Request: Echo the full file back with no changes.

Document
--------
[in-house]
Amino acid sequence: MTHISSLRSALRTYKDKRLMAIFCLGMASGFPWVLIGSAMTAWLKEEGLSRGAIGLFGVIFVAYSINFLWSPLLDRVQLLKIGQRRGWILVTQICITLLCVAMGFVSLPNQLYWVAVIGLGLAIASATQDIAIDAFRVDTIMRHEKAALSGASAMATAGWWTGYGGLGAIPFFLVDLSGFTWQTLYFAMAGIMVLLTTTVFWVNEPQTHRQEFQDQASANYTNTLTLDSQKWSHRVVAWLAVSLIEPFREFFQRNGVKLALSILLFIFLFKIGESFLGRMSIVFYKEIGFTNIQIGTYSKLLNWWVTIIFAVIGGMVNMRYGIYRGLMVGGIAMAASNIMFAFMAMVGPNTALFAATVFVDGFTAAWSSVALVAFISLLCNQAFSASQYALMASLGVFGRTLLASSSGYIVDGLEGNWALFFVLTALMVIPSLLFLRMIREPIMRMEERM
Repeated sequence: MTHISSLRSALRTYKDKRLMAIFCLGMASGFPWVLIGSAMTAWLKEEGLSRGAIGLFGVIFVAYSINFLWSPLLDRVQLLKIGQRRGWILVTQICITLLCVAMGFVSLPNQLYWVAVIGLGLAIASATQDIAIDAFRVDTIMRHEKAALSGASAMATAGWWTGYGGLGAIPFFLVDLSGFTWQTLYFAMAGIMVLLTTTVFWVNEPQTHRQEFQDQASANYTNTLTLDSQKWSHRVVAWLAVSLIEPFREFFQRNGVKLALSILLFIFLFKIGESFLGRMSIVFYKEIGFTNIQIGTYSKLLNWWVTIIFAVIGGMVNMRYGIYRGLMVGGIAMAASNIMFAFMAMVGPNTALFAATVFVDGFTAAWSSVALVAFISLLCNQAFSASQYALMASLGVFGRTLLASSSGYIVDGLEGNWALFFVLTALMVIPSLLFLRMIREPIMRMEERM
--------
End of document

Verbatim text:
[in-house]
Amino acid sequence: MTHISSLRSALRTYKDKRLMAIFCLGMASGFPWVLIGSAMTAWLKEEGLSRGAIGLFGVIFVAYSINFLWSPLLDRVQLLKIGQRRGWILVTQICITLLCVAMGFVSLPNQLYWVAVIGLGLAIASATQDIAIDAFRVDTIMRHEKAALSGASAMATAGWWTGYGGLGAIPFFLVDLSGFTWQTLYFAMAGIMVLLTTTVFWVNEPQTHRQEFQDQASANYTNTLTLDSQKWSHRVVAWLAVSLIEPFREFFQRNGVKLALSILLFIFLFKIGESFLGRMSIVFYKEIGFTNIQIGTYSKLLNWWVTIIFAVIGGMVNMRYGIYRGLMVGGIAMAASNIMFAFMAMVGPNTALFAATVFVDGFTAAWSSVALVAFISLLCNQAFSASQYALMASLGVFGRTLLASSSGYIVDGLEGNWALFFVLTALMVIPSLLFLRMIREPIMRMEERM
Repeated sequence: MTHISSLRSALRTYKDKRLMAIFCLGMASGFPWVLIGSAMTAWLKEEGLSRGAIGLFGVIFVAYSINFLWSPLLDRVQLLKIGQRRGWILVTQICITLLCVAMGFVSLPNQLYWVAVIGLGLAIASATQDIAIDAFRVDTIMRHEKAALSGASAMATAGWWTGYGGLGAIPFFLVDLSGFTWQTLYFAMAGIMVLLTTTVFWVNEPQTHRQEFQDQASANYTNTLTLDSQKWSHRVVAWLAVSLIEPFREFFQRNGVKLALSILLFIFLFKIGESFLGRMSIVFYKEIGFTNIQIGTYSKLLNWWVTIIFAVIGGMVNMRYGIYRGLMVGGIAMAASNIMFAFMAMVGPNTALFAATVFVDGFTAAWSSVALVAFISLLCNQAFSASQYALMASLGVFGRTLLASSSGYIVDGLEGNWALFFVLTALMVIPSLLFLRMIREPIMRMEERM